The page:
Nikon AF-S 105mm f/2.8 G IF ED VR Micro review

The Nikon AF-S Micro 105mm f/2.8 G IF ED VR can reveal the tiniest detail

Nikon AF-S Micro 105mm f/2.8 G IF ED VR
(Image: © Nikon)

Digital Camera World Verdict

This Nikon Micro lens combines a classic focal length and f/2.8 aperture rating, along with full 1.0x magnification at its shortest focus distance of 0.31m, as measured from the focal plane (equating to the active surface of the host camera’s image sensor). As such, it gives a comfortable working distance of 15cm or about 6 inches between the front of the lens and the subject, for full 1.0x macro shooting. Performance is very good overall but the standard VR system is of little benefit for extreme close-ups. On balance we prefer the Sigma 105mm f/2.8 EX DG OS HSM Macro and Tamron SP 90mm f/2.8 Di USD VC Macro.


  • +

    Good build quality

  • +

    Good image quality

  • +

    VR useful for general shooting


  • -

    No ‘hybrid’ optical stabilization

  • -

    Not extensively weather-sealed

  • -

    Narrow aperture sharpness drop-off

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The Nikon AF-S Micro 105mm f/2.8 G IF ED VR sits on the top rung of Nikon’s extensive range of F-mount Micro lenses, which includes old-school 60mm, 105mm and 200mm ‘AF’ lenses in which autofocus is driven from a motor in compatible camera bodies. There are also 40mm and 85mm AF-S DX (APS-C format) options, and FX (full-frame) compatible AF-S 60mm and 105mm lenses. The AF-S Micro 105mm VR Micro is the pick of the crop, and the own-brand Nikon lens we’d choose for shooting on DX as well as FX camera bodies.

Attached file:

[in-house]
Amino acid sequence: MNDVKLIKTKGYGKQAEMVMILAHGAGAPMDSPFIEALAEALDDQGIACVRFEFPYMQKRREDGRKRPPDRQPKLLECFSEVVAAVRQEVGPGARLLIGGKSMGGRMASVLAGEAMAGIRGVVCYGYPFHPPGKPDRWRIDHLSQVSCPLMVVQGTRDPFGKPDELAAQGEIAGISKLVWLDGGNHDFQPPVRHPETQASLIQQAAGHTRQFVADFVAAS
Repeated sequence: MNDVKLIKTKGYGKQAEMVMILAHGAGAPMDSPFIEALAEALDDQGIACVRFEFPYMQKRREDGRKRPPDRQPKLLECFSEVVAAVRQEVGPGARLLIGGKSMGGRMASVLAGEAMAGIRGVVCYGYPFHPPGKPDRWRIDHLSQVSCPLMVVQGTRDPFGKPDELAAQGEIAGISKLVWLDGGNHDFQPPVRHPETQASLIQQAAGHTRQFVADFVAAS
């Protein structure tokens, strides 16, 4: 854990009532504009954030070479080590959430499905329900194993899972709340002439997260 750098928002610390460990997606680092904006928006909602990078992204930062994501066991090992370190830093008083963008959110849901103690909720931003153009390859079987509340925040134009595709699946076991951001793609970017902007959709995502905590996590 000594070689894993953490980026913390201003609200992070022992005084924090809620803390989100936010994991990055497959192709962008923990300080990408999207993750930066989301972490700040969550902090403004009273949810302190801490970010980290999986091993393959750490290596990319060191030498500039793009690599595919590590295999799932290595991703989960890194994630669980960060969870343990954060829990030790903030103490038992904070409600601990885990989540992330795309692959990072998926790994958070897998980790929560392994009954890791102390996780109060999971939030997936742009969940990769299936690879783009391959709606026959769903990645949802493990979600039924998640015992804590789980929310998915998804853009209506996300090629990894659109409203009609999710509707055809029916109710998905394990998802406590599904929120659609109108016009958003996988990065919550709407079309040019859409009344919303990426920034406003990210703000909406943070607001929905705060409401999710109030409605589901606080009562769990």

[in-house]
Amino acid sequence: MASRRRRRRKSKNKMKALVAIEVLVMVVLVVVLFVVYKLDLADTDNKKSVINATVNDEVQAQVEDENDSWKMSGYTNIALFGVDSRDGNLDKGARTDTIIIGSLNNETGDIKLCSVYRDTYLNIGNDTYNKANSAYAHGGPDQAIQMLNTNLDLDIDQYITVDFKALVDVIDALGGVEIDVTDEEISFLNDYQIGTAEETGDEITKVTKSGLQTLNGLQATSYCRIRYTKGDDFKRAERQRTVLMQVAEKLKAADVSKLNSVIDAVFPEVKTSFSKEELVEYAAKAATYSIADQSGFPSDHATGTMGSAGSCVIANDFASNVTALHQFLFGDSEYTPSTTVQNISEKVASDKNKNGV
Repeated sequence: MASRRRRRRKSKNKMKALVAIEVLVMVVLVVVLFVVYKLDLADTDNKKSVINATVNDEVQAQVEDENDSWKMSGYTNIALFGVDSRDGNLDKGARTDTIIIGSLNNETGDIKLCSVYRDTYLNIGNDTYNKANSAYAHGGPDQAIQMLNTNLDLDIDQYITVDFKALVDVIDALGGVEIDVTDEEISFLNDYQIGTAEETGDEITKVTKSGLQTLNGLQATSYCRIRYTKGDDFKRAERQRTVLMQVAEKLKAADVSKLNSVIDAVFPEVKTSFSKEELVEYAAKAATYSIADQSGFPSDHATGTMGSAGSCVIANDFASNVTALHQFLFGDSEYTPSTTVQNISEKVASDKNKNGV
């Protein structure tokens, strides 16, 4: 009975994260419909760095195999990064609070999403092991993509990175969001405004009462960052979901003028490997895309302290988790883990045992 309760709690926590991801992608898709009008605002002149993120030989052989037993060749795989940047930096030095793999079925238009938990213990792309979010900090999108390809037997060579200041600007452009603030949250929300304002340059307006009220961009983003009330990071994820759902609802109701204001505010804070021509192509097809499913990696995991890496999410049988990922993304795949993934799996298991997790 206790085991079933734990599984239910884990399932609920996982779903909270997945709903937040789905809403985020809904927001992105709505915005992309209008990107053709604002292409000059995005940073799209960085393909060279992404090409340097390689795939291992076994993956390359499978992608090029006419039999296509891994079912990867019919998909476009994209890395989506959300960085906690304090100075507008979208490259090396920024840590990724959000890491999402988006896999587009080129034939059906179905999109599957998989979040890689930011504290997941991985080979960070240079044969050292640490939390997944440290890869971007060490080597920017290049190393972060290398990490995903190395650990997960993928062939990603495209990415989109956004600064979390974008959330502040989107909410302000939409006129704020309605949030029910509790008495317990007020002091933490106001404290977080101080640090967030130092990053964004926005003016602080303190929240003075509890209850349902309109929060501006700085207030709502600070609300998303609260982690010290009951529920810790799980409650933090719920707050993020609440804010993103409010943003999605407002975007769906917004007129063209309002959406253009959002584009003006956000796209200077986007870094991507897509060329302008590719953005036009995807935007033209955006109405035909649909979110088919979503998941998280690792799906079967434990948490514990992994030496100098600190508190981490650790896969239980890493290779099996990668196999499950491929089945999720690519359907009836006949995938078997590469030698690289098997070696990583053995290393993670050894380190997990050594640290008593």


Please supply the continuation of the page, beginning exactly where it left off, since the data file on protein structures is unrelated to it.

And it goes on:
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Matthew Richards

Matthew Richards is a photographer and journalist who has spent years using and reviewing all manner of photo gear. He is Digital Camera World's principal lens reviewer – and has tested more primes and zooms than most people have had hot dinners! 

His expertise with equipment doesn’t end there, though. He is also an encyclopedia  when it comes to all manner of cameras, camera holsters and bags, flashguns, tripods and heads, printers, papers and inks, and just about anything imaging-related. 

In an earlier life he was a broadcast engineer at the BBC, as well as a former editor of PC Guide.